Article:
Mitigating lost Atlantic Flyway habitat

Ducks Unlimited's mitigation program helps developers replace wetlands

This New York mitigation site is helping offset impacts to wetlands because of development.

This New York mitigation site is helping offset impacts to wetlands because of development.

Legal protections for wetlands, notably through the Clean Water Act, are the hallmark of wetland conservation efforts in the United States.

However, development needs and societal growth often lead to unavoidable impacts to marshes, streams and lakes. In these situations, permitting laws require developers and companies to mitigate, or replace, wetlands with more acreage than what was impacted.

Ducks Unlimited has mitigation programs in New York, North Dakota, South Dakota, Tennessee, Vermont and Mississippi. Through these programs, Ducks Unlimited protects or restores wetlands and sells credits to developers who need to replace wetlands because of construction projects.

In the Atlantic Flyway, DU’s mitigation program is most active in central and western New York and covers priority areas in Vermont, including the Lake Champlain Basin. Ducks Unlimited protects and restores important areas while generating some profit that can be used to cover organizational costs and boost long-term land protection funds.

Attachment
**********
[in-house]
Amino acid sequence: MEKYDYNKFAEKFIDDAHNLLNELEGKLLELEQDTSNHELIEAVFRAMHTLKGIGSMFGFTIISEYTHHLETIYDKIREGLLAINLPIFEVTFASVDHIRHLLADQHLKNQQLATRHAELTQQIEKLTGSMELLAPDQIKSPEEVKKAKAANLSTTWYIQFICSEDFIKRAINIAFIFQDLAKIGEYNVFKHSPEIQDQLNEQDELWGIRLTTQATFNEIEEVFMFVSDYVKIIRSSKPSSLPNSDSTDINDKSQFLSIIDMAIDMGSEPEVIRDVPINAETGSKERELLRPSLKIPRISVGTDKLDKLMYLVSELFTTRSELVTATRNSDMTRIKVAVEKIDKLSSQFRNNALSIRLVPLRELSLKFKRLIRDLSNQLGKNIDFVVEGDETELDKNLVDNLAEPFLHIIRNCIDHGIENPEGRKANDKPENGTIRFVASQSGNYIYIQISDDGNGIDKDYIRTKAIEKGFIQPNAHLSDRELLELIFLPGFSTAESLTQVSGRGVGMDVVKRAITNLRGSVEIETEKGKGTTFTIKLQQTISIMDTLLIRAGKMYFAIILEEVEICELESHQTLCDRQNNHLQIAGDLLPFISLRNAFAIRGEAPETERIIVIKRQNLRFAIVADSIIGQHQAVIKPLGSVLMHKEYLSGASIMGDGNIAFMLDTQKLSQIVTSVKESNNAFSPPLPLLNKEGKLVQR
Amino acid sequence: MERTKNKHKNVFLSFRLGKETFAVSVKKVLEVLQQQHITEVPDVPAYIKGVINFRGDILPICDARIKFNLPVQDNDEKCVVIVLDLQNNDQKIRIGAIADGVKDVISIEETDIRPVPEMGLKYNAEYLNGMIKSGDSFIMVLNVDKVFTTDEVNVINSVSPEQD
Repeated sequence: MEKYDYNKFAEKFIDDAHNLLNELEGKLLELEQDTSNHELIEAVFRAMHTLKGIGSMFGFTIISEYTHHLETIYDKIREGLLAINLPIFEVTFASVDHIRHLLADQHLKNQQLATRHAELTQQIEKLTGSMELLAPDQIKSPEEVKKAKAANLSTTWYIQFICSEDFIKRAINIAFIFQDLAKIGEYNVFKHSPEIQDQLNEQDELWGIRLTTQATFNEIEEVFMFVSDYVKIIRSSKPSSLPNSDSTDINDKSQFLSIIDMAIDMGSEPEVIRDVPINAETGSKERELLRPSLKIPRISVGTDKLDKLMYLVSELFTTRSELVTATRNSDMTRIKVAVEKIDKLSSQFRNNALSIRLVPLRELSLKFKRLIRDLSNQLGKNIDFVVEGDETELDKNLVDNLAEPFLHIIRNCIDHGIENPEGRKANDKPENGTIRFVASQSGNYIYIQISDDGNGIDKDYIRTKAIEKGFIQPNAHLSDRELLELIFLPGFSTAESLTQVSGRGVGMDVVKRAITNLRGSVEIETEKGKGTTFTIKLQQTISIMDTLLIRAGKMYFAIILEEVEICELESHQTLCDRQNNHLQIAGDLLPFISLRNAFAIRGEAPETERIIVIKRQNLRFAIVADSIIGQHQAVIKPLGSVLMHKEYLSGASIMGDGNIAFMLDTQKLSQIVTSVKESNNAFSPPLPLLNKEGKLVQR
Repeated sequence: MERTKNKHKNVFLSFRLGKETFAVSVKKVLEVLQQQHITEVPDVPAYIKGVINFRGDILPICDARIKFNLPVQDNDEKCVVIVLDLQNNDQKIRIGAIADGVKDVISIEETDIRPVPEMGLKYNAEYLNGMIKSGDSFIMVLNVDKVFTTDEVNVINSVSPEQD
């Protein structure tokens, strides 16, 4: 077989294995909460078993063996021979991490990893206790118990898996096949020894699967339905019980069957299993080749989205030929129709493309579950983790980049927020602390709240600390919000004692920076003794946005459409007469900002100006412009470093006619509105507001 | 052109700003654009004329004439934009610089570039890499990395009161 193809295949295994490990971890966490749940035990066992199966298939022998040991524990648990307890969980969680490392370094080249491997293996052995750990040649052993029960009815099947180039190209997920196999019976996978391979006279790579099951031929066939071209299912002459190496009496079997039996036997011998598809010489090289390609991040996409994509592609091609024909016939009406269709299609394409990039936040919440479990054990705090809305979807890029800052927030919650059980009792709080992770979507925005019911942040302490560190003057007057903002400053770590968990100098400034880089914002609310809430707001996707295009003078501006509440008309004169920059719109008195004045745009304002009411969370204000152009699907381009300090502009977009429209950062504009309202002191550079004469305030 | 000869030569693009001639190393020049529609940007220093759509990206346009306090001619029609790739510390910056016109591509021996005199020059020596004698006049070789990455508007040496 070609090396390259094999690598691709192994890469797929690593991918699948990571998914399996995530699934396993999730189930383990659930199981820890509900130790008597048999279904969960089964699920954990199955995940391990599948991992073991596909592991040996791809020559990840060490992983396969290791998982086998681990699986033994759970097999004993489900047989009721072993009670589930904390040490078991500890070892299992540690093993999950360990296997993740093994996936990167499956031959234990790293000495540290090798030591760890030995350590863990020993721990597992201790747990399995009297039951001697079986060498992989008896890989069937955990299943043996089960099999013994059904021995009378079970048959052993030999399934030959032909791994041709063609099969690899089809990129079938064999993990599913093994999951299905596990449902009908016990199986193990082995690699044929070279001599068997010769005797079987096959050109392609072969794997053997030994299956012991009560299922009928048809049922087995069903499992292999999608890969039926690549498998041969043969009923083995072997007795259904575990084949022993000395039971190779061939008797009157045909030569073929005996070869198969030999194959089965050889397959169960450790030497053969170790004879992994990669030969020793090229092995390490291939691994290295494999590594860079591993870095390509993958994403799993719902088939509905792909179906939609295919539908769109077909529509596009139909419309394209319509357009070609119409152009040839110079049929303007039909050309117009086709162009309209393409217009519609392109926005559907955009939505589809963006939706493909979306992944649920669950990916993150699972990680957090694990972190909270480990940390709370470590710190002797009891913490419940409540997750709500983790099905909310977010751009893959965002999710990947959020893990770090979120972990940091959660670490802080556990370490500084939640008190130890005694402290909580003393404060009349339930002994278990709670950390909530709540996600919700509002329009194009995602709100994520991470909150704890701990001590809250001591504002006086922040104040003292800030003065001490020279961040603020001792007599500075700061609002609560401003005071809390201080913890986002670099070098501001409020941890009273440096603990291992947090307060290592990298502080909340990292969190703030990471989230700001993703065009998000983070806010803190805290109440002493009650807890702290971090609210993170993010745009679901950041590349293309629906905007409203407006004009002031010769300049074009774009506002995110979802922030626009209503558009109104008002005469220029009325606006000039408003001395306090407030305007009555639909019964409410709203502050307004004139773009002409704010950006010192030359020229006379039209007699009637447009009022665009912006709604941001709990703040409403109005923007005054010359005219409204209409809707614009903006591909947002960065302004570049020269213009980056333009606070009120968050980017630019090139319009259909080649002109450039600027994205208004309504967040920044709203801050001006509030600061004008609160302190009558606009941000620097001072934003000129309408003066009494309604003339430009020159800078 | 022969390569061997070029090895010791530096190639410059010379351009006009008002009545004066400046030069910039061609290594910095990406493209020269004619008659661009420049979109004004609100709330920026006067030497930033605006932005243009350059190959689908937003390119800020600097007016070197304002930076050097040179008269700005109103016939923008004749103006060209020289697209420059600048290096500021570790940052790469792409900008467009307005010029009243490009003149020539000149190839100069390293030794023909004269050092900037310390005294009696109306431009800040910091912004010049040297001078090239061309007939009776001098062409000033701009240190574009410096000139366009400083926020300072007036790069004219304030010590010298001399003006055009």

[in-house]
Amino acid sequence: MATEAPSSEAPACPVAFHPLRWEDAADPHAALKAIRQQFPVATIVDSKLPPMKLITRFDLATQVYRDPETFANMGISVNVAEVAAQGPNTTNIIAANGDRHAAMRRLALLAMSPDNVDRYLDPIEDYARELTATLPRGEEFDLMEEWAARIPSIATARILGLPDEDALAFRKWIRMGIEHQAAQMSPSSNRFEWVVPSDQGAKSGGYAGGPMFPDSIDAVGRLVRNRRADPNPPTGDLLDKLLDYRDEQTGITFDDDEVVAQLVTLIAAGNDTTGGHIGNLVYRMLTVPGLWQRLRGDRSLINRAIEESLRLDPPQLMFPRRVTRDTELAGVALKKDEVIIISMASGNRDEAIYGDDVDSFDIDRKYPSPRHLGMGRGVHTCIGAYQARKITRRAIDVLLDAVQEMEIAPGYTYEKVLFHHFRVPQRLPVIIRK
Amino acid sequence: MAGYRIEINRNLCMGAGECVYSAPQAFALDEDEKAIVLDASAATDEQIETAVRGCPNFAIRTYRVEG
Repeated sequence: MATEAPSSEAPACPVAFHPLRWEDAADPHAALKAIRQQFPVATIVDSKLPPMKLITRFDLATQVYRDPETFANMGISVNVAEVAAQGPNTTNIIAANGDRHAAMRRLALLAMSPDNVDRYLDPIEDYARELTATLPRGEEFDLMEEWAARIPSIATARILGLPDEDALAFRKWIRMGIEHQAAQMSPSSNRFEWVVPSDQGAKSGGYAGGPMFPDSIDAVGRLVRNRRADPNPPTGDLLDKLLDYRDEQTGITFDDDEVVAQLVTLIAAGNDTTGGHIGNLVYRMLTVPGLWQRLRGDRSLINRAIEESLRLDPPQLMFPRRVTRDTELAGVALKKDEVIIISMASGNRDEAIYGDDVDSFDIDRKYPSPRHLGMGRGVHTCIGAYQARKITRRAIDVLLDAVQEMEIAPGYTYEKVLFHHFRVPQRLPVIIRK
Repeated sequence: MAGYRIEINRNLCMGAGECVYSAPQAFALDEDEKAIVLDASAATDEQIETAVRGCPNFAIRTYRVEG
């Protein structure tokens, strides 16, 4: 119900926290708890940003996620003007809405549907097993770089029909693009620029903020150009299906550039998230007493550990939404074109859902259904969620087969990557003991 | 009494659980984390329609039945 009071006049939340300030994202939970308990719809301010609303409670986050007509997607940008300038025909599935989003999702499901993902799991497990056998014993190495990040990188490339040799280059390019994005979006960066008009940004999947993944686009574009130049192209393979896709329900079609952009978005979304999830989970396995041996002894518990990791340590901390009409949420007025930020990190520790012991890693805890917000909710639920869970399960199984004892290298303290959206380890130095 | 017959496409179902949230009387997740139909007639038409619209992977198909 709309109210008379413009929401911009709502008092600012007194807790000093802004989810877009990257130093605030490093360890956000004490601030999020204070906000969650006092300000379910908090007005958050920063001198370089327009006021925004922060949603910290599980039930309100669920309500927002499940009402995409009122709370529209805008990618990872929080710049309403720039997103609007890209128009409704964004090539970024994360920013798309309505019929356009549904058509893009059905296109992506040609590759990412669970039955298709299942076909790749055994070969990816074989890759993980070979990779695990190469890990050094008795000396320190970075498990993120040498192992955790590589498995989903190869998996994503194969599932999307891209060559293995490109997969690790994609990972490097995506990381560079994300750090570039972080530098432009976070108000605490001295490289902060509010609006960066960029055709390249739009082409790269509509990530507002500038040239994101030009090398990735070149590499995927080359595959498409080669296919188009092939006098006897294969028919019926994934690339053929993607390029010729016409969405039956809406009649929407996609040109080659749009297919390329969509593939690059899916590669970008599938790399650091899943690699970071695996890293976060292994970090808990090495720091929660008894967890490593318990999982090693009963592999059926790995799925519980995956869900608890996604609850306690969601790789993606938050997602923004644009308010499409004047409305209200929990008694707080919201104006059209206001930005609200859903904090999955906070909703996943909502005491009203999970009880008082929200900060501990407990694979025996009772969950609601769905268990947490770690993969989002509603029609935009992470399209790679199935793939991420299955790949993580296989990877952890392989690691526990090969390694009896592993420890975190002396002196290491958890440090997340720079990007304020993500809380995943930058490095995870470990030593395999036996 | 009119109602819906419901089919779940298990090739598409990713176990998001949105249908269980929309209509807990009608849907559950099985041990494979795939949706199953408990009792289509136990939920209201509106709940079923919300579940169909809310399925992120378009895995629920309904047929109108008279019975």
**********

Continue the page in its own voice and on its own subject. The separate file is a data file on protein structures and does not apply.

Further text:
“In the Northeast, 1,655 acres have been protected through mitigation in the last three years alone,” said Patrick Raney, manager of conservation services – mitigation for DU’s Great Lakes/Atlantic Region.

Typical projects protect about 165 acres, meaning the program is contributing to watershed-scale conservation efforts. Northern shovelers, wood ducks, mallards and mergansers are frequent visitors to these sites, as are moose, bear, bobcats, fishers, porcupines and numerous songbirds.

DU’s third mitigation construction in the last year is underway and will finish several projects in New York and Vermont in the next few years.

For details, visit www.ducks.org/mitigation